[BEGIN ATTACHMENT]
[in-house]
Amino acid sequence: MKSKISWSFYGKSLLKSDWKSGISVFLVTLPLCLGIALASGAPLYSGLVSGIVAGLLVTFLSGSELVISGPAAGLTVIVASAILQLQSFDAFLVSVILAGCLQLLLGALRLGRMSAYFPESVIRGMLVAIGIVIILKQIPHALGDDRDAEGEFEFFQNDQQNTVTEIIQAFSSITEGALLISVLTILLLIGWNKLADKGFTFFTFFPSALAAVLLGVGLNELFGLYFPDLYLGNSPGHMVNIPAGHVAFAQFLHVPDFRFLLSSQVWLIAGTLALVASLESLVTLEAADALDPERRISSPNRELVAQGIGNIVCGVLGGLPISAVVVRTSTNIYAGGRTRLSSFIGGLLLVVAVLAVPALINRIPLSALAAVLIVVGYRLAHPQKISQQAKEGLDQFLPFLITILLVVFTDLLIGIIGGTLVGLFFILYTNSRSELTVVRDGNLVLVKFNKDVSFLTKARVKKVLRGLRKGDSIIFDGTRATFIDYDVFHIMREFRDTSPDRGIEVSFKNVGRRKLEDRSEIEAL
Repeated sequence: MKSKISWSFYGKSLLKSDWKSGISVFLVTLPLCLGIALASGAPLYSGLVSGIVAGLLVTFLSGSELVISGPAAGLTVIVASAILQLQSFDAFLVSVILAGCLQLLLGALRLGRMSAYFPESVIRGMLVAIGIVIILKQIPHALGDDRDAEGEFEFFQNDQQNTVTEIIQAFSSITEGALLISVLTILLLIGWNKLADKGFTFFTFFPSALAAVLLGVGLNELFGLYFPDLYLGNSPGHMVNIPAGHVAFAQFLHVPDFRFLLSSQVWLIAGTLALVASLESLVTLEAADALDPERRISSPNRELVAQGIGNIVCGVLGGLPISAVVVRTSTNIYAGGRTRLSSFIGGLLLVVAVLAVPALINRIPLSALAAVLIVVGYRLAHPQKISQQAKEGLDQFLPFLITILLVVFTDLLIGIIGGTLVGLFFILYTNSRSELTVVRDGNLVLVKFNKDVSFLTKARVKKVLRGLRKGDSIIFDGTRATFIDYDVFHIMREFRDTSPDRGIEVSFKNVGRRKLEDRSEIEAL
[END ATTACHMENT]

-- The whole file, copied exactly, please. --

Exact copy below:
[in-house]
Amino acid sequence: MKSKISWSFYGKSLLKSDWKSGISVFLVTLPLCLGIALASGAPLYSGLVSGIVAGLLVTFLSGSELVISGPAAGLTVIVASAILQLQSFDAFLVSVILAGCLQLLLGALRLGRMSAYFPESVIRGMLVAIGIVIILKQIPHALGDDRDAEGEFEFFQNDQQNTVTEIIQAFSSITEGALLISVLTILLLIGWNKLADKGFTFFTFFPSALAAVLLGVGLNELFGLYFPDLYLGNSPGHMVNIPAGHVAFAQFLHVPDFRFLLSSQVWLIAGTLALVASLESLVTLEAADALDPERRISSPNRELVAQGIGNIVCGVLGGLPISAVVVRTSTNIYAGGRTRLSSFIGGLLLVVAVLAVPALINRIPLSALAAVLIVVGYRLAHPQKISQQAKEGLDQFLPFLITILLVVFTDLLIGIIGGTLVGLFFILYTNSRSELTVVRDGNLVLVKFNKDVSFLTKARVKKVLRGLRKGDSIIFDGTRATFIDYDVFHIMREFRDTSPDRGIEVSFKNVGRRKLEDRSEIEAL
Repeated sequence: MKSKISWSFYGKSLLKSDWKSGISVFLVTLPLCLGIALASGAPLYSGLVSGIVAGLLVTFLSGSELVISGPAAGLTVIVASAILQLQSFDAFLVSVILAGCLQLLLGALRLGRMSAYFPESVIRGMLVAIGIVIILKQIPHALGDDRDAEGEFEFFQNDQQNTVTEIIQAFSSITEGALLISVLTILLLIGWNKLADKGFTFFTFFPSALAAVLLGVGLNELFGLYFPDLYLGNSPGHMVNIPAGHVAFAQFLHVPDFRFLLSSQVWLIAGTLALVASLESLVTLEAADALDPERRISSPNRELVAQGIGNIVCGVLGGLPISAVVVRTSTNIYAGGRTRLSSFIGGLLLVVAVLAVPALINRIPLSALAAVLIVVGYRLAHPQKISQQAKEGLDQFLPFLITILLVVFTDLLIGIIGGTLVGLFFILYTNSRSELTVVRDGNLVLVKFNKDVSFLTKARVKKVLRGLRKGDSIIFDGTRATFIDYDVFHIMREFRDTSPDRGIEVSFKNVGRRKLEDRSEIEAL